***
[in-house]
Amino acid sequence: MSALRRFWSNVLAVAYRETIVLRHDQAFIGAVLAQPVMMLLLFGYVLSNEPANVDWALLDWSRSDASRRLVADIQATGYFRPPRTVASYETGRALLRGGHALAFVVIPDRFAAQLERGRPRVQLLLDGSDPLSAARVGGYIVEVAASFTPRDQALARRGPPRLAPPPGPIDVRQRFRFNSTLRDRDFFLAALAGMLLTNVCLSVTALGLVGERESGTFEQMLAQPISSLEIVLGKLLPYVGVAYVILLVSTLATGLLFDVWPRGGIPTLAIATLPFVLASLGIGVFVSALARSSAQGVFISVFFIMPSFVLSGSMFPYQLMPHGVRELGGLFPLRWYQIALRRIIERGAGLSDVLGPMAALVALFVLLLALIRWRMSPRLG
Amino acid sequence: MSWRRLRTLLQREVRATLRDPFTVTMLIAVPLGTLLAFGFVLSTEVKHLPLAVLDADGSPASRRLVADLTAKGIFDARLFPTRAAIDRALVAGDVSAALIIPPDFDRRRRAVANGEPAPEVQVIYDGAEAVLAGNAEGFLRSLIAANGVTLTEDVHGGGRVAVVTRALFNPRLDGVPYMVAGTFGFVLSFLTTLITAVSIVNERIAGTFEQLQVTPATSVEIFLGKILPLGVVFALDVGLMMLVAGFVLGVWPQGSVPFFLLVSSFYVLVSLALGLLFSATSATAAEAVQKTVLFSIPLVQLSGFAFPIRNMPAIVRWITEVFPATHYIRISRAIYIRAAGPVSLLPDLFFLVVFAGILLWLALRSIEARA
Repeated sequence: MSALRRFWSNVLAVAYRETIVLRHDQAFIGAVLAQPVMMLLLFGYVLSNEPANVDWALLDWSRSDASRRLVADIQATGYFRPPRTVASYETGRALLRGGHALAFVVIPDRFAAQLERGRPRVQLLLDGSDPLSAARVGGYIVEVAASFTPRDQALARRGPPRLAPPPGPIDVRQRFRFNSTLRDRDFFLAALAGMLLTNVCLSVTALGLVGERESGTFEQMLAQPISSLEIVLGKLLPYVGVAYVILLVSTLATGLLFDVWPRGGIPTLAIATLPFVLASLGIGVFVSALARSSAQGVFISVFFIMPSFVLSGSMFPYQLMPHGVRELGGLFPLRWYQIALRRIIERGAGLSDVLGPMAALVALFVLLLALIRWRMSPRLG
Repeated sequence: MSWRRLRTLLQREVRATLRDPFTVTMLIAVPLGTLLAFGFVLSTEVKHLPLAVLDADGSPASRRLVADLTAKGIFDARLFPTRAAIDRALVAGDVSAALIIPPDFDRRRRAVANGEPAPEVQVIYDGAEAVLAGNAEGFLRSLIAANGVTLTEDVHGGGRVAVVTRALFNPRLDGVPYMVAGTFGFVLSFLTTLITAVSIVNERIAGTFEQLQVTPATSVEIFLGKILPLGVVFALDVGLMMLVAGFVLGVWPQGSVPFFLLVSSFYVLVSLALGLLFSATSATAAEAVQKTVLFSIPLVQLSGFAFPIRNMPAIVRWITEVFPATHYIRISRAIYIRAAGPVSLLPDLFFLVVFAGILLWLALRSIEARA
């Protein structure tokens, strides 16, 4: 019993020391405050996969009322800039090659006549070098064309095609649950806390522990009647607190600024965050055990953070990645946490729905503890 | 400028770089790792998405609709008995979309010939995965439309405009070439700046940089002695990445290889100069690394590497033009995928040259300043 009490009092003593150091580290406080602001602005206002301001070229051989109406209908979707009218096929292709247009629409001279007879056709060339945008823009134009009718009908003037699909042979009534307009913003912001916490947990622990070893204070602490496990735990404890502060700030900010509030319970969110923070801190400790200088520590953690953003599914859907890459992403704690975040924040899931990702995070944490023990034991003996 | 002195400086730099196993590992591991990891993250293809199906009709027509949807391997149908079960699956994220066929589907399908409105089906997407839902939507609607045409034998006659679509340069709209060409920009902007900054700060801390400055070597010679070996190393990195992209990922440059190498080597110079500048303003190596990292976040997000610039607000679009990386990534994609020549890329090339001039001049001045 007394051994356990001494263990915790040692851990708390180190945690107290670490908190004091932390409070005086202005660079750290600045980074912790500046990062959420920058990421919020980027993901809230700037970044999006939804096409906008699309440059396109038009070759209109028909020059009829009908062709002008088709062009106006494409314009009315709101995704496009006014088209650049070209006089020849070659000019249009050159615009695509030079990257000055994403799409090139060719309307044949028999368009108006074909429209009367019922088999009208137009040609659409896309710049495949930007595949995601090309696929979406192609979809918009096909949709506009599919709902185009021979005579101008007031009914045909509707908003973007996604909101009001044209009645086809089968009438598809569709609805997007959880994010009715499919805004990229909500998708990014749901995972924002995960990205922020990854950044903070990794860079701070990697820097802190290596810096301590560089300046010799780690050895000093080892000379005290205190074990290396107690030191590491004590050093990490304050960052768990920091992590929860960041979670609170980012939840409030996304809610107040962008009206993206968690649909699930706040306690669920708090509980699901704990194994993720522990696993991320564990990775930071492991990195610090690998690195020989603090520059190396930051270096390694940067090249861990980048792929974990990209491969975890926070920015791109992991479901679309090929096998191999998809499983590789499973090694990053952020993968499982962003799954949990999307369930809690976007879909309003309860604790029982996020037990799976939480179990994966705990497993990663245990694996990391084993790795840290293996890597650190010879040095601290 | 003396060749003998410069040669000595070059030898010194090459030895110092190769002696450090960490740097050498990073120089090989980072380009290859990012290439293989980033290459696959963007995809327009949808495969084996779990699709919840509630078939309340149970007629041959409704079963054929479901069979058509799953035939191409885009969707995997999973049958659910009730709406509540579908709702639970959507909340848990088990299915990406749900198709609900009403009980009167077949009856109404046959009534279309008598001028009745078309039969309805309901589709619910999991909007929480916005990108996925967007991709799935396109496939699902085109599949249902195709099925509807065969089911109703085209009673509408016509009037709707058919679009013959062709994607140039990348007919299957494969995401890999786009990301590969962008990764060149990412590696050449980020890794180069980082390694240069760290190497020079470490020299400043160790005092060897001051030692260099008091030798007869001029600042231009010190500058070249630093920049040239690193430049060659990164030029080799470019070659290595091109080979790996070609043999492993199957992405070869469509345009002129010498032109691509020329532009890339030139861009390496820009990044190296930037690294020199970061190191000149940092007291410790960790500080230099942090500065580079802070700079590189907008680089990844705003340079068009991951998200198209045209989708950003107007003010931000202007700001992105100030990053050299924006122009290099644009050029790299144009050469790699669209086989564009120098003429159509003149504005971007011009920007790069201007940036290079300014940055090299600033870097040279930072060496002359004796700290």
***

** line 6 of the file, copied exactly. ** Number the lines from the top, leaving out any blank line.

């Protein structure tokens, strides 16, 4: 019993020391405050996969009322800039090659006549070098064309095609649950806390522990009647607190600024965050055990953070990645946490729905503890 | 400028770089790792998405609709008995979309010939995965439309405009070439700046940089002695990445290889100069690394590497033009995928040259300043 009490009092003593150091580290406080602001602005206002301001070229051989109406209908979707009218096929292709247009629409001279007879056709060339945008823009134009009718009908003037699909042979009534307009913003912001916490947990622990070893204070602490496990735990404890502060700030900010509030319970969110923070801190400790200088520590953690953003599914859907890459992403704690975040924040899931990702995070944490023990034991003996 | 002195400086730099196993590992591991990891993250293809199906009709027509949807391997149908079960699956994220066929589907399908409105089906997407839902939507609607045409034998006659679509340069709209060409920009902007900054700060801390400055070597010679070996190393990195992209990922440059190498080597110079500048303003190596990292976040997000610039607000679009990386990534994609020549890329090339001039001049001045 007394051994356990001494263990915790040692851990708390180190945690107290670490908190004091932390409070005086202005660079750290600045980074912790500046990062959420920058990421919020980027993901809230700037970044999006939804096409906008699309440059396109038009070759209109028909020059009829009908062709002008088709062009106006494409314009009315709101995704496009006014088209650049070209006089020849070659000019249009050159615009695509030079990257000055994403799409090139060719309307044949028999368009108006074909429209009367019922088999009208137009040609659409896309710049495949930007595949995601090309696929979406192609979809918009096909949709506009599919709902185009021979005579101008007031009914045909509707908003973007996604909101009001044209009645086809089968009438598809569709609805997007959880994010009715499919805004990229909500998708990014749901995972924002995960990205922020990854950044903070990794860079701070990697820097802190290596810096301590560089300046010799780690050895000093080892000379005290205190074990290396107690030191590491004590050093990490304050960052768990920091992590929860960041979670609170980012939840409030996304809610107040962008009206993206968690649909699930706040306690669920708090509980699901704990194994993720522990696993991320564990990775930071492991990195610090690998690195020989603090520059190396930051270096390694940067090249861990980048792929974990990209491969975890926070920015791109992991479901679309090929096998191999998809499983590789499973090694990053952020993968499982962003799954949990999307369930809690976007879909309003309860604790029982996020037990799976939480179990994966705990497993990663245990694996990391084993790795840290293996890597650190010879040095601290 | 003396060749003998410069040669000595070059030898010194090459030895110092190769002696450090960490740097050498990073120089090989980072380009290859990012290439293989980033290459696959963007995809327009949808495969084996779990699709919840509630078939309340149970007629041959409704079963054929479901069979058509799953035939191409885009969707995997999973049958659910009730709406509540579908709702639970959507909340848990088990299915990406749900198709609900009403009980009167077949009856109404046959009534279309008598001028009745078309039969309805309901589709619910999991909007929480916005990108996925967007991709799935396109496939699902085109599949249902195709099925509807065969089911109703085209009673509408016509009037709707058919679009013959062709994607140039990348007919299957494969995401890999786009990301590969962008990764060149990412590696050449980020890794180069980082390694240069760290190497020079470490020299400043160790005092060897001051030692260099008091030798007869001029600042231009010190500058070249630093920049040239690193430049060659990164030029080799470019070659290595091109080979790996070609043999492993199957992405070869469509345009002129010498032109691509020329532009890339030139861009390496820009990044190296930037690294020199970061190191000149940092007291410790960790500080230099942090500065580079802070700079590189907008680089990844705003340079068009991951998200198209045209989708950003107007003010931000202007700001992105100030990053050299924006122009290099644009050029790299144009050469790699669209086989564009120098003429159509003149504005971007011009920007790069201007940036290079300014940055090299600033870097040279930072060496002359004796700290």